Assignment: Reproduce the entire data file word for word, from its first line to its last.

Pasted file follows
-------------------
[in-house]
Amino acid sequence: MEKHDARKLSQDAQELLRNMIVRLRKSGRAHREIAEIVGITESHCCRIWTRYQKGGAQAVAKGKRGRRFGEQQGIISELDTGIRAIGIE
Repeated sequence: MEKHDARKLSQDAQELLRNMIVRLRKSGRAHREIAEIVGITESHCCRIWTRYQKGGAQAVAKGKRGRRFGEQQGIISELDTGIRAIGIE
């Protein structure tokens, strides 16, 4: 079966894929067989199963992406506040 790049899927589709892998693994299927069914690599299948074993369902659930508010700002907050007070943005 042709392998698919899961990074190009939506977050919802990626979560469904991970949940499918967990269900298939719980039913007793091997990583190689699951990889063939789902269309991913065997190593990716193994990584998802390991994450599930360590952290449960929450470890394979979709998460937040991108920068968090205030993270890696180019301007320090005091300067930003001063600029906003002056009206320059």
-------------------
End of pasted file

[in-house]
Amino acid sequence: MEKHDARKLSQDAQELLRNMIVRLRKSGRAHREIAEIVGITESHCCRIWTRYQKGGAQAVAKGKRGRRFGEQQGIISELDTGIRAIGIE
Repeated sequence: MEKHDARKLSQDAQELLRNMIVRLRKSGRAHREIAEIVGITESHCCRIWTRYQKGGAQAVAKGKRGRRFGEQQGIISELDTGIRAIGIE
């Protein structure tokens, strides 16, 4: 079966894929067989199963992406506040 790049899927589709892998693994299927069914690599299948074993369902659930508010700002907050007070943005 042709392998698919899961990074190009939506977050919802990626979560469904991970949940499918967990269900298939719980039913007793091997990583190689699951990889063939789902269309991913065997190593990716193994990584998802390991994450599930360590952290449960929450470890394979979709998460937040991108920068968090205030993270890696180019301007320090005091300067930003001063600029906003002056009206320059």